Commentary: It’s time for the US and Europe to ask what sort of world China wants to build

Date:  Apr 13 2019 
By: Fred Kempe


  • Chinese President Xi Jinping has strengthened his party’s hold domestically while advancing the country’s influence overseas.
  • Experts believe the country’s current goals suggest China wants to fill America’s shoes as the dominant global agenda setter and rulemaker.
  • If China hits its 2021 targets, it would become 40% larger than the U.S. economy. If it meets its 2049 targets, it will become three times larger.
Chinese President Xi Jinping meets with French President Emmanuel Macron, German Chancellor Angela Merkel and European Commission President Jean-Claude Juncker on the sidelines of a global governance forum co-hosted by China and France in Paris, France, March 26, 2019.Xinhua News Agency | Getty Images

European Union leaders sat down this week in Brussels for a summit with a China it recently branded a “systemic rival, ” and the United States is nearing the end game trade talks with a China that national security documents refer to as a “strategic adversary.”

So, it’s surprising that trans-Atlantic leaders are neither working at common cause nor asking the most crucial geopolitical questions of our age.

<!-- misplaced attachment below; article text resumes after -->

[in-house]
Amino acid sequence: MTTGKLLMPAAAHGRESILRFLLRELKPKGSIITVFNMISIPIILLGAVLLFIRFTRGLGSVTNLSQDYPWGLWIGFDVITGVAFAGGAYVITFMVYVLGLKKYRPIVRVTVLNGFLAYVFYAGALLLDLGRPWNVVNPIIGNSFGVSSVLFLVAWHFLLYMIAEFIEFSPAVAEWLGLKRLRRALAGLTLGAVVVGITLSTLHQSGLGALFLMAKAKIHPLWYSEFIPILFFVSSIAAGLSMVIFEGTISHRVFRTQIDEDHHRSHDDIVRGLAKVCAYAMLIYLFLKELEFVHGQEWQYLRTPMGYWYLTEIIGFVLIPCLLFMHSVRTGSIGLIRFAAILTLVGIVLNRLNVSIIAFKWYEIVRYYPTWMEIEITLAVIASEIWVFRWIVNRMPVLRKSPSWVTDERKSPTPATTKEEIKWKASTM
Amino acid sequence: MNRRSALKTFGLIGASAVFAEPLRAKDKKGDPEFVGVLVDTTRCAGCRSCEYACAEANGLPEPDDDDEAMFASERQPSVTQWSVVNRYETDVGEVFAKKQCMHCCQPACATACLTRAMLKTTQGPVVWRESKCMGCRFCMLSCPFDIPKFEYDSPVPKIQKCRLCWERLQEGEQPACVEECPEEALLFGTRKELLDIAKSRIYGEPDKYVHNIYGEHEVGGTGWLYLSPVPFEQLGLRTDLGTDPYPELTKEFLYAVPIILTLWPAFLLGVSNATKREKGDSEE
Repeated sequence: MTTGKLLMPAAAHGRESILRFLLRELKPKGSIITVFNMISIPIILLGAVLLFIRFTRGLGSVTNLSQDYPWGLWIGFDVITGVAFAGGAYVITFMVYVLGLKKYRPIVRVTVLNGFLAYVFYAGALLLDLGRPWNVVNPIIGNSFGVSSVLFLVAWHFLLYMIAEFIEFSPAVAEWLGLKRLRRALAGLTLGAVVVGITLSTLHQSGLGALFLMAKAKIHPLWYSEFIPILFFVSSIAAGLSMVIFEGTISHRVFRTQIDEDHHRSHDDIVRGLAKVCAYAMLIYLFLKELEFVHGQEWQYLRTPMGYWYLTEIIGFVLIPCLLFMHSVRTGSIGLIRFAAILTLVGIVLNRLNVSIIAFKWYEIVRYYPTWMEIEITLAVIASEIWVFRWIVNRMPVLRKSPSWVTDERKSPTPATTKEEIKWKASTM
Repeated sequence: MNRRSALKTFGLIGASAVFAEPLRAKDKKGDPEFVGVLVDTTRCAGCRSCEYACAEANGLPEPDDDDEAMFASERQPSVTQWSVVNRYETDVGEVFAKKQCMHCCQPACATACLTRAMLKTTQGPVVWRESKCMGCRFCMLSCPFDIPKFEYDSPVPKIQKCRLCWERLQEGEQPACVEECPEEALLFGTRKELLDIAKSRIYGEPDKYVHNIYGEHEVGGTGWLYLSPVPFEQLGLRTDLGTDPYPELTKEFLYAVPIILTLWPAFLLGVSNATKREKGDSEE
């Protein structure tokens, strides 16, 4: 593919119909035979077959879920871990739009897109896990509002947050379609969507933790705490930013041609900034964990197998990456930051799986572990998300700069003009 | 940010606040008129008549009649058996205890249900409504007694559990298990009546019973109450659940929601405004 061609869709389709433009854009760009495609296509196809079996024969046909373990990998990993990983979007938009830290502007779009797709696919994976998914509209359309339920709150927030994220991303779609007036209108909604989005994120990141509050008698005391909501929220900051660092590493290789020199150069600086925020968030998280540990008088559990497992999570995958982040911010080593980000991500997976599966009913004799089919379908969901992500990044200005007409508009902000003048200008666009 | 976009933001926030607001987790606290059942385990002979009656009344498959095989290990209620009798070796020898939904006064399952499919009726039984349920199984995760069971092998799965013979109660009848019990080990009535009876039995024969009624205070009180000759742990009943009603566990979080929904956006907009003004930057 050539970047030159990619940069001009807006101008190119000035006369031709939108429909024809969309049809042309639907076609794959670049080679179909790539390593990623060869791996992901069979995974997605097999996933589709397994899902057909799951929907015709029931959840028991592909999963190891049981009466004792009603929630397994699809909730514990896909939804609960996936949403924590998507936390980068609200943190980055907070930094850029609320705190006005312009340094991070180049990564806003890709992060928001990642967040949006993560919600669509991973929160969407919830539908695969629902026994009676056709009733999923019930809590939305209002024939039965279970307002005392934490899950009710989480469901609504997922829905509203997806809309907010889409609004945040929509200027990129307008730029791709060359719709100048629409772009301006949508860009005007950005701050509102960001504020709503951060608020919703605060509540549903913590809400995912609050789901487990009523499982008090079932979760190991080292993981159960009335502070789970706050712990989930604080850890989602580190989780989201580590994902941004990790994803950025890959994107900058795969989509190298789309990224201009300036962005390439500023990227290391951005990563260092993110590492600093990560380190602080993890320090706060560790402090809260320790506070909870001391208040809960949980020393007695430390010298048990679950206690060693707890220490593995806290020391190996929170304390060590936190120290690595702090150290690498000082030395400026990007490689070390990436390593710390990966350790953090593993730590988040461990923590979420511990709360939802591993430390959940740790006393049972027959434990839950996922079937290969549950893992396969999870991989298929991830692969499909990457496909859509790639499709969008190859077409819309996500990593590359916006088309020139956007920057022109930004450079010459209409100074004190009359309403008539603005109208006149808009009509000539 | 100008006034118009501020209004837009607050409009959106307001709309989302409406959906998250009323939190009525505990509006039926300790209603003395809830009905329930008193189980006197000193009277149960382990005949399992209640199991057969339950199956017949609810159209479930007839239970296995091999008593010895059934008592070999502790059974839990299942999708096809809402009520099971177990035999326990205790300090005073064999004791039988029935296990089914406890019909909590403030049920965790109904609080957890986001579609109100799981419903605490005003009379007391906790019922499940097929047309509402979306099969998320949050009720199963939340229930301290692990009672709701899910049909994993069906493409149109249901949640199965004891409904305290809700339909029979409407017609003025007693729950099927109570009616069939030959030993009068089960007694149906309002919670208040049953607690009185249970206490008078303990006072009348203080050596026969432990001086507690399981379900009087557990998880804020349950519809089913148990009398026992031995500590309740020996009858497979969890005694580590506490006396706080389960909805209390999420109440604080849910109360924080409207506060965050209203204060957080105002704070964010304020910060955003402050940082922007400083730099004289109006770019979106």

What sort of world does China want to create?

With what means would it achieve its aims?

And, what should the United States and Europe do to influence the outcome?

By now, there is little remaining doubt that China’s continued rise marks the most significant geopolitical event shaping the 21st century. Yet U.S. and European officials — mired in issues ranging from Trump administration immigration gyrations to Brexit — have failed to give this mother of all inflection points enough attention.

Some are in denial about the fundamental change China’s rise may bring to the global order of institutions and principles established by the United States and its allies after World War II. Others concede that the structural stress between a rising China and an incumbent United States is the defining danger of our times, yet they offer neither an engagement nor containment strategy worthy of this epochal challenge.    [FULL  STORY]